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Campaign Against Leafleting Bans – Lord Clement-Jones


Lord Clement-Jones, one of the driving forces behind the Live Music Act 2012, is now involved in a campaign to protect small-scale cultural and community events from local authority restrictions on flyering.  In this blog post, he explains why he believes that leafleting is a key civic freedom and one vital to grassroots events.  The campaign, in partnership with the Manifesto Club, was launched in The Daily Telegraph on November 14th 2012 with a number of signatories from the live music and comedy sector, including comedian Al Murray and promoter Harvey Goldsmith. You can sign the petition here.

Up  and down the country local authorities using powers granted by the Clean Neighbourhoods and Environment Act 2005  have been restricting leafleting for cultural events, including performances at comedy clubs, theatres, music venues art galleries and even village halls.

Under the 2005 Act, councils can designate areas within which people must buy a licence to hand out leaflets. Nearly a third of councils now restrict leafleting, and licences are prohibitively expensive – £350 for a Saturday in Basildon;
£50 per person per day in Oldham and Rugby; £262 per distributor in Wolverhampton.

These rules have been catastrophic for local organisations which rely on leafleting to build an audience, but cannot afford such fees.

A flyer ban in Leicester Square caused the collapse of several comedy nights and a dramatic reduction of audiences. One Women’s Institute was threatened with a fine for handing out leaflets about their art exhibition. Oxford student societies and arts events have to pay £100 a month for leafleting. The leafleting licence system in Brighton caused the decline of smaller, more experimental music nights, who cannot afford the fee.

All the while of course professional leaflet companies can afford to carry on distributing literature.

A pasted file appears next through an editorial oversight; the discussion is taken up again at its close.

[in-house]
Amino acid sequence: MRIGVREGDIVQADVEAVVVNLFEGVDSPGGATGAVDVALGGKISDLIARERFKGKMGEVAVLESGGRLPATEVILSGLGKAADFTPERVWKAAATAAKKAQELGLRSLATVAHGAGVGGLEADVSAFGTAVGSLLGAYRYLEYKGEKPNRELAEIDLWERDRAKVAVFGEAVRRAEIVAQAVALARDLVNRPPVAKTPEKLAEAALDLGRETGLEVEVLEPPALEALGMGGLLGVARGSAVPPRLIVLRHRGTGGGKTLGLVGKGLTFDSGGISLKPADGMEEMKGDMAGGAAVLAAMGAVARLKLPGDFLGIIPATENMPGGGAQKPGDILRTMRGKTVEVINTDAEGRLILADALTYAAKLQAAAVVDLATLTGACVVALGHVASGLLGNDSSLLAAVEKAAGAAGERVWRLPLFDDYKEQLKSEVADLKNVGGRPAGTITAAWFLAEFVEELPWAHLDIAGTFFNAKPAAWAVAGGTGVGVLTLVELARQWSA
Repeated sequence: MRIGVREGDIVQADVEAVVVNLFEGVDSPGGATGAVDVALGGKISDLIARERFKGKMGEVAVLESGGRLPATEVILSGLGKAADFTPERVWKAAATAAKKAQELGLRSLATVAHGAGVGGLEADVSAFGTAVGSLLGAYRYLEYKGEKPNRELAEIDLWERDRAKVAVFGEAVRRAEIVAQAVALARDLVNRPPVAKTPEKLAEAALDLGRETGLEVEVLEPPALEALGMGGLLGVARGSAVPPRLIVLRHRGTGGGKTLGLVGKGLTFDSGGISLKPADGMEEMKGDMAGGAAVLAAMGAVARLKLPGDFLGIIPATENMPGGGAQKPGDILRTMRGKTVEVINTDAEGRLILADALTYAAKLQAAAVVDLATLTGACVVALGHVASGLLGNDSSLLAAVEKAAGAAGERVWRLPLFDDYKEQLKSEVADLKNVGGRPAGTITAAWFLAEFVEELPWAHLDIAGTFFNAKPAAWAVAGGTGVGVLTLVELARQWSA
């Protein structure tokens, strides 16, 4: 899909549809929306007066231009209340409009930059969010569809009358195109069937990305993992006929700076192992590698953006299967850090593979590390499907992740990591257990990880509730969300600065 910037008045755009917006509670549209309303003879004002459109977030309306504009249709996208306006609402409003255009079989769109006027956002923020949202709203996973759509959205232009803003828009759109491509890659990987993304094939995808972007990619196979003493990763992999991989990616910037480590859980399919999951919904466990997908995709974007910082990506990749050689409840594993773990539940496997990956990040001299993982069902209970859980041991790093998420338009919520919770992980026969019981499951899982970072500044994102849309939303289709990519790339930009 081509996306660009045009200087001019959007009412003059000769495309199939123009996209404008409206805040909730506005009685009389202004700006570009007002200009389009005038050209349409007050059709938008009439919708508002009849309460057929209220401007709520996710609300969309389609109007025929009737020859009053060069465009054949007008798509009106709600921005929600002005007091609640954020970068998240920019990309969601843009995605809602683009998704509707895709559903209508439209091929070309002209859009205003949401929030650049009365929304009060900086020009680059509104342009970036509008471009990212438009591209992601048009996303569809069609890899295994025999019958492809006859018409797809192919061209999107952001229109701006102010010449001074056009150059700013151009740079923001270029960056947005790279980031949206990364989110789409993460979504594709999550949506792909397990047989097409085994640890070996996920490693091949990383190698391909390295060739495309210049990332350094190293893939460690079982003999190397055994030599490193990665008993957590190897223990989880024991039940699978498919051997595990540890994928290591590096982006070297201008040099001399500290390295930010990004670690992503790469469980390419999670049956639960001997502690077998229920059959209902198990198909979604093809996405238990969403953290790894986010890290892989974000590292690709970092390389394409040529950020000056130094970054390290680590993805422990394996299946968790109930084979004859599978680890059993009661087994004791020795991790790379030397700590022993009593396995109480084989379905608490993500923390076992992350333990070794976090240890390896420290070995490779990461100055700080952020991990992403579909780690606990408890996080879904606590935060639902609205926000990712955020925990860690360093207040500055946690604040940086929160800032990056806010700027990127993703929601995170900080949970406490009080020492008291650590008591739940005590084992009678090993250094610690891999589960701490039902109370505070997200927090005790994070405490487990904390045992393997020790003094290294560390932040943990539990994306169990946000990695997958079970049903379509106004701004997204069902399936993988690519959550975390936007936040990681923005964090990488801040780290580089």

The problem could be solved by an amendment to the Clean Neighbourhoods and Environment Act 2005, to allow exemption for cultural and community events. The Act already provides exemption for political and religious leafleting, or leafleting on behalf of a charity. A wider exemption would avoid the unnecessary penalisation of informal events that are so valuable to community life.

Leafleting is a key civic freedom, with a long tradition in this country going back at least to the late 17th century when the requirement for printers to be licensed was lifted, and should not be restricted without very good reason.

Problems with litter should be dealt with through provision of litter bins and other common-sense measures not by placing restrictions on our civil rights. Leaflets advertising cultural events, an important expression of our community activity, should not be treated in the same way as a burger wrapper or crisp packet.

I opened the Manifesto Group’s campaign in Parliament with an oral question in the Lords last week  and received the reply from the DEFRA Minister Lord Taylor that localism meant that we should not restrict the freedom of local authorities to do what they want.

A topsy turvey argument indeed and one which we should all be heavily disputing in the months to come!

Next steps: a massive petition demonstrating public support for an exemption for cultural and community events, further pressure on Ministers and laying of the ground for a private members bill.

Tim Clement-Jones

Read on:

Leaflet laws are killing comedy, say campaigners, Daily Telegraph

Letter to Daily Telegraph – signed by comedians, musicians, promoters

Give us back ancient leafleting rights, says Lib Dem peer, BBC News

Manifesto Club Campaign Against Leafleting Bans

Licensed leafleting means lost liberties in Britain, Free Speech Debate


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